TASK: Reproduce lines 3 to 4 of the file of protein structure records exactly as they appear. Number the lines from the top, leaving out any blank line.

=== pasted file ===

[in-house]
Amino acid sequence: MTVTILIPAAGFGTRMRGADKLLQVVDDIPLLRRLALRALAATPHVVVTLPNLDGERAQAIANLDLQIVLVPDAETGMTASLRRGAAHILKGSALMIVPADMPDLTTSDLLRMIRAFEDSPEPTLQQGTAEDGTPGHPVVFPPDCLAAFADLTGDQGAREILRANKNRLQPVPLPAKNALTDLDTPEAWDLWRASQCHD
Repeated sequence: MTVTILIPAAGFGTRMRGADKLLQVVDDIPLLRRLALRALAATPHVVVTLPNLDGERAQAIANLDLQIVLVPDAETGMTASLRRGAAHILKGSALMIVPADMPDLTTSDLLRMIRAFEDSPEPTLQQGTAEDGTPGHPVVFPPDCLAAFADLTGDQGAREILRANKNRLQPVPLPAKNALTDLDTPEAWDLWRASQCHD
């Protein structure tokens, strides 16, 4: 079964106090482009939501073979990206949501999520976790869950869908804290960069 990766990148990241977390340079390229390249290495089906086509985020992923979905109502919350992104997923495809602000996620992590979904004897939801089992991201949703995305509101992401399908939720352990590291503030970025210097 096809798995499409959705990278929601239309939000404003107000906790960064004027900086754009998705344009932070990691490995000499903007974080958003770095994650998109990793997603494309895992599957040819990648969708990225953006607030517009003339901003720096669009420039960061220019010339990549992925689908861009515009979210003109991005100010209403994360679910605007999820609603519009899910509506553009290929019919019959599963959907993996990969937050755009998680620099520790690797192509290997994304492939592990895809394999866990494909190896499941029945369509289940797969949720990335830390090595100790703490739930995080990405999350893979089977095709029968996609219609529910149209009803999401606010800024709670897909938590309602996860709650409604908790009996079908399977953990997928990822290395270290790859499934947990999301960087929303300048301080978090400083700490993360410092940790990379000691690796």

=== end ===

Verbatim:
Repeated sequence: MTVTILIPAAGFGTRMRGADKLLQVVDDIPLLRRLALRALAATPHVVVTLPNLDGERAQAIANLDLQIVLVPDAETGMTASLRRGAAHILKGSALMIVPADMPDLTTSDLLRMIRAFEDSPEPTLQQGTAEDGTPGHPVVFPPDCLAAFADLTGDQGAREILRANKNRLQPVPLPAKNALTDLDTPEAWDLWRASQCHD
């Protein structure tokens, strides 16, 4: 079964106090482009939501073979990206949501999520976790869950869908804290960069 990766990148990241977390340079390229390249290495089906086509985020992923979905109502919350992104997923495809602000996620992590979904004897939801089992991201949703995305509101992401399908939720352990590291503030970025210097 096809798995499409959705990278929601239309939000404003107000906790960064004027900086754009998705344009932070990691490995000499903007974080958003770095994650998109990793997603494309895992599957040819990648969708990225953006607030517009003339901003720096669009420039960061220019010339990549992925689908861009515009979210003109991005100010209403994360679910605007999820609603519009899910509506553009290929019919019959599963959907993996990969937050755009998680620099520790690797192509290997994304492939592990895809394999866990494909190896499941029945369509289940797969949720990335830390090595100790703490739930995080990405999350893979089977095709029968996609219609529910149209009803999401606010800024709670897909938590309602996860709650409604908790009996079908399977953990997928990822290395270290790859499934947990999301960087929303300048301080978090400083700490993360410092940790990379000691690796």